Let Un­cle Sam drive

The Washington Post Sunday - - SUNDAY OPINION - GE­ORGE F. WILL georgewill@wash­post.com

Dis­re­gard Barack Obama’s rhetor­i­cal cot­ton candy about as­pir­ing to be trans­for­ma­tive. He is just an­other prac­ti­tioner of re­ac­tionary lib­er­al­ism and cham­pion of a govern­ment un­chas­tened by its mul­ti­ply­ing fail­ures.

The word “en­ti­tle­ments” was ab­sent from his nearly 7,000-word State of the Union ad­dress— a $183 mil­lion speech that me­an­dered for 61 min­utes as the nation’s debt grew $3 mil­lion a minute. He ex­horted lis­ten­ers to “win the fu­ture” by re­mem­ber­ing the past.

On May 10, 1869, at Promon­tory Sum­mit, in the Utah Ter­ri­tory, a golden spike was driven to cel­e­brate the join­ing of the Union Pa­cific and Cen­tral Pa­cific rail­roads. In the 1960s, the United States sent men to the moon. Obama said: To­day’s govern­ment should take more con­trol of the nation’s re­sources so it can do in­no­va­tive things akin to build­ing the transcontinental rail­road and ex­plor­ing space.

The nation heard: You should trust the govern­ment whose re­cent in­no­va­tions in­clude the ethanol de­ba­cle that, four days be­fore the State of the Union, the govern­ment ex­panded. And you should sur­ren­der more re­sources to the govern­ment whose re­cent in­no­va­tions in­clude the wild pro­lif­er­a­tion of sub­prime mort­gages.

Obama spoke to a nation limp­ing into a sixth year of de­clin­ing hous­ing prices (hous­ing ac­counts for about one-quar­ter of house­holds’ as­sets), with an ad­di­tional 10 to 20 per­cent de­cline likely. With 5 mil­lion house­holds at least two months’ delin­quent on their mort­gage pay­ments and 5.5 mil­lion house­holds with mort­gages at least 20 per­cent larger than the value of their houses, more hous­ing fore­clo­sures will prob­a­bly take place this year than the 1 mil­lion in 2010, when sales of newhomes hit a 47-year low. It is in­deed amaz­ing what in­no­va­tive govern­ment can ac­com­plish.

The day af­ter Obama told the nation that the key to pros­per­ity is cre­ativ­ity de­fined by this govern­ment and pro­pelled by more govern­ment spend­ing (“in­vest­ment”), the Con­gres­sional Bud­get Of­fice said that this year’s bud­get gap is widen­ing to $1.5 tril­lion, mak­ing the na­tional debt 70 per­cent of gross do­mes­tic prod­uct, up from 40 per­cent in 2008.

But Michi­gan’s Levin broth­ers re­main faith­ful to Oba­ma­nomics, which holds that pros­per­ity is just around the corner — if govern­ment spends more on in­no­va­tions it imag­ines. Sen. Carl Levin and Rep. San­der Levin have a com­bined 60 years of Capi­tol Hill ten­ure, and an in­no­va­tion. Like most lib­er­als’ new ideas, theirs is to make an old idea more ex­pen­sive. The day of the CBO’s dark fore­cast, the Levins said that the govern­ment should dou­ble the scope of its pro­gram to bribe peo­ple to buy a kind of car the govern­ment likes much more than do buy­ers of cars.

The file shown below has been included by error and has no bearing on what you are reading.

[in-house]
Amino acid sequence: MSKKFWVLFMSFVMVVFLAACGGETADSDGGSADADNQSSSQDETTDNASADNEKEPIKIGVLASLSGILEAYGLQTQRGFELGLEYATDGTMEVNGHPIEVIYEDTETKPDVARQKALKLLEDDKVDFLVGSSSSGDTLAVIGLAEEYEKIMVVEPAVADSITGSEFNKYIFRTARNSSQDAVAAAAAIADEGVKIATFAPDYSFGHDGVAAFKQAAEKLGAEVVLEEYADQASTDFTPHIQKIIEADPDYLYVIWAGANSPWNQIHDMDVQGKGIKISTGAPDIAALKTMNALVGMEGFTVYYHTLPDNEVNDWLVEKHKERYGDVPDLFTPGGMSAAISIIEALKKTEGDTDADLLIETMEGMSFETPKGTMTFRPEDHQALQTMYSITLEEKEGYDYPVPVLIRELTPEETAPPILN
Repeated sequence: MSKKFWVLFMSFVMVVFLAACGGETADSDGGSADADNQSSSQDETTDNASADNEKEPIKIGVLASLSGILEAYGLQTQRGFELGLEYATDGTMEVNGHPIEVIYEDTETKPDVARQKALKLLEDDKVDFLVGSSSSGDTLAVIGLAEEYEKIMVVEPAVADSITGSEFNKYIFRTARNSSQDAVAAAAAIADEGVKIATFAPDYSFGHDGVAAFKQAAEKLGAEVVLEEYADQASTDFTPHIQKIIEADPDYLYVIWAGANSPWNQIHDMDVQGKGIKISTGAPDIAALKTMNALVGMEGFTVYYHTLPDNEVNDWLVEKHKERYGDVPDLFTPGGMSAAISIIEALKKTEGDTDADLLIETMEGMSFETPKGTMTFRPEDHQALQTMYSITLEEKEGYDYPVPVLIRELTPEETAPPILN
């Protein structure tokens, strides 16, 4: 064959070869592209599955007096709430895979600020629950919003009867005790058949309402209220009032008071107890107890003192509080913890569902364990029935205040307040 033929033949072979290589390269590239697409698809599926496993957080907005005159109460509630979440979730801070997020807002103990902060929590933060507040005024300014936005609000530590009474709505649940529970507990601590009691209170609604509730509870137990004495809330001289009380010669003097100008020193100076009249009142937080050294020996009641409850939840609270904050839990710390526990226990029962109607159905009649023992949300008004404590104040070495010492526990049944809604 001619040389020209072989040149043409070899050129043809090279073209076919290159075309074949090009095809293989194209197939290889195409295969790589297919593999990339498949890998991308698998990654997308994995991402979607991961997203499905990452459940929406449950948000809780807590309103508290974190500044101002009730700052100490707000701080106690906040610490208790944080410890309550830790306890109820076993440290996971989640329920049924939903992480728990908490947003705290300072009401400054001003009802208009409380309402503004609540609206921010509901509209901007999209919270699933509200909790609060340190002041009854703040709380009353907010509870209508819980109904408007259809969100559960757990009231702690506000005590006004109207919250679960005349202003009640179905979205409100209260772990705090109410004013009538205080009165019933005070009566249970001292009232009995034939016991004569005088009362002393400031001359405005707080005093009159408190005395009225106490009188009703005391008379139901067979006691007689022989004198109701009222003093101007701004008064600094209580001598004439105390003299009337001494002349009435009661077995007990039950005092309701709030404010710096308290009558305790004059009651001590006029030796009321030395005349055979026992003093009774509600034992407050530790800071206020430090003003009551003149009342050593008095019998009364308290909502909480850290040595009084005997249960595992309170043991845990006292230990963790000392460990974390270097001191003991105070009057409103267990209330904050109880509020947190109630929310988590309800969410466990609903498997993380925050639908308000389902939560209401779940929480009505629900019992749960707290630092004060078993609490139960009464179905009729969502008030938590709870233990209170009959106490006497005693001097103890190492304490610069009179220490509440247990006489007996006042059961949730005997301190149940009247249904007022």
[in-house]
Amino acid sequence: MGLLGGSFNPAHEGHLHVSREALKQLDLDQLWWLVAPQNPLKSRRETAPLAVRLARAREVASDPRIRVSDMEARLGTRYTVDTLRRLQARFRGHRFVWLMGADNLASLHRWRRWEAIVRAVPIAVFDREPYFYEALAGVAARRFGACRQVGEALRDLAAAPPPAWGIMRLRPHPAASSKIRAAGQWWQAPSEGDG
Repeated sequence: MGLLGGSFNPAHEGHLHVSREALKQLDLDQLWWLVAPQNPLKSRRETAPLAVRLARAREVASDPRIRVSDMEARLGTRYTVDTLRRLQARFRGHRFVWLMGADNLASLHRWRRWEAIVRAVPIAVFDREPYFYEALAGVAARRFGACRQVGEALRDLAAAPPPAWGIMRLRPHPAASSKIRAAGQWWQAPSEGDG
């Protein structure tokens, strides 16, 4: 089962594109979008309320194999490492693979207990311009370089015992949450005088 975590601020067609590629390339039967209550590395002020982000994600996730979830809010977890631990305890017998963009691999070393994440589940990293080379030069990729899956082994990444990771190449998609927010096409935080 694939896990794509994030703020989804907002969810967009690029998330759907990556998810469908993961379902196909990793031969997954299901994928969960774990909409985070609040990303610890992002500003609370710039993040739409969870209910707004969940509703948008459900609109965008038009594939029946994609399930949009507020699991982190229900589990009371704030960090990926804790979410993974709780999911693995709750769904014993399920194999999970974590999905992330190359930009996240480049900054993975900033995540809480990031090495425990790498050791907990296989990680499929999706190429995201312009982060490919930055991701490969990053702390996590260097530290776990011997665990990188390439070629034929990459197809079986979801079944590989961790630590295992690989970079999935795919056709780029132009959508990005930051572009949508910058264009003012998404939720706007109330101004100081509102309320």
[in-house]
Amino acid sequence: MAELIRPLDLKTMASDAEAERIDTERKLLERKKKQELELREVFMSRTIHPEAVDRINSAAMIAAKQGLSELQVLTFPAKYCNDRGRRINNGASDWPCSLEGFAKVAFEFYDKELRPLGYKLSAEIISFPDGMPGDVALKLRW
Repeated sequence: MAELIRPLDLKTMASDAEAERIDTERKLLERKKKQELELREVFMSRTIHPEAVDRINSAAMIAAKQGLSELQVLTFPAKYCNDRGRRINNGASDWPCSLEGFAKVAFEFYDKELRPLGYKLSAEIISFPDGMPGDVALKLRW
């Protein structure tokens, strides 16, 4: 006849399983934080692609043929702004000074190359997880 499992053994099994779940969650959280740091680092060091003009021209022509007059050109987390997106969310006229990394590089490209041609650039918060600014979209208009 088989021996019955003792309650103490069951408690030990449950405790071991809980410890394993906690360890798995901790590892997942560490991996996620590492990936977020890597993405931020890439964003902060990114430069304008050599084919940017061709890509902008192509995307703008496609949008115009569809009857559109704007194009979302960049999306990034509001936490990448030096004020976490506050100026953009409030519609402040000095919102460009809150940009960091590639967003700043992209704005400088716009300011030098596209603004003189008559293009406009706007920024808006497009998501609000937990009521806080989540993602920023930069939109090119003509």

The govern­ment al­ready of­fers $7,500 tax in­cen­tives for peo­ple who buy elec­tric cars such as the $32,780 Nis­san Leaf and, more to the point, Gen­eral Mo­tors’ $41,000 Chevro­let Volt. As The Post’s Peter Whoriskey re­ported, these prices are “well above” those of “com­pa­ra­bly sized cars with gaso­line en­gines that can cost about $20,000.”

Obama’s goal of get­ting 1 mil­lion such cars on Amer­ica’s roads by 2015 can­not be met un­less in­no­va­tive govern­ment rigs the mar­ket. In­tro­duced in 2008, the $7,500 bribe was limited to the first 250,000 cars. Un­der Obama’s stim­u­lus, it was ex­panded to 200,000 per man­u­fac­turer. The Levins, ut­ter­ing lib­er­al­ism’s time­less ral­ly­ing cry (“More!”) want it to cover 500,000 per man­u­fac­turer.

The Levins’ ap­plied lib­er­al­ism is re­gres­sive be­cause it con­scripts all tax­pay­ers into sub­si­diz­ing a for­tu­nate few: As Whoriskey re­ported, the sub­sidy would flow to “early adopters” of a new kind of car, and they “gen­er­ally tend to be af­flu­ent.” But this is “all about eco­nomic and na­tional se­cu­rity,” says Rob­bie Di­a­mond, pres­i­dent of the Elec­tri­fi­ca­tion Coali­tion.

It rep­re­sents, among oth­ers, peo­ple who sell elec­tric­ity and re­lated prod­ucts and those who want to sell elec­tric cars. The coali­tion’s lead­ers in­clude Car­los Ghosn, Nis­san’s chief ex­ec­u­tive, and Jeff Im­melt, GE’s chief ex­ec­u­tive and (si­mul­ta­ne­ously) chair­man of Obama’s Coun­cil on Jobs and Com­pet­i­tive­ness.

Di­a­mond says that elec­tric cars will help pre­vent Amer­ica from be­ing “ hostage to one fuel source pro­duced in the world’s un­sta­ble and of­ten-hos­tile re­gions.” Amer­ica’s two largest sources of im­ported oil are Canada and Mex­ico. Both Levins op­pose tap­ping the large oil re­serves in Alaska’s Arc­tic Na­tional Wildlife Refuge.

The Levins’ in­no­va­tion could cost $19 bil­lion over 10 years, but if it does, says San­der, “it means that the pro­gram worked.” So, a pro­gram “works” if it pays peo­ple enough to get them to do some­thing they oth­er­wise would con­sider ir­ra­tional — to buy some­thing so over­priced it would fail in an un­rigged mar­ket. If it “works,” the cry will be: “More!”


Pres­i­dent Obama greets con­gres­sional pages be­fore de­liv­er­ing the State of the Union ad­dress Tues­day.

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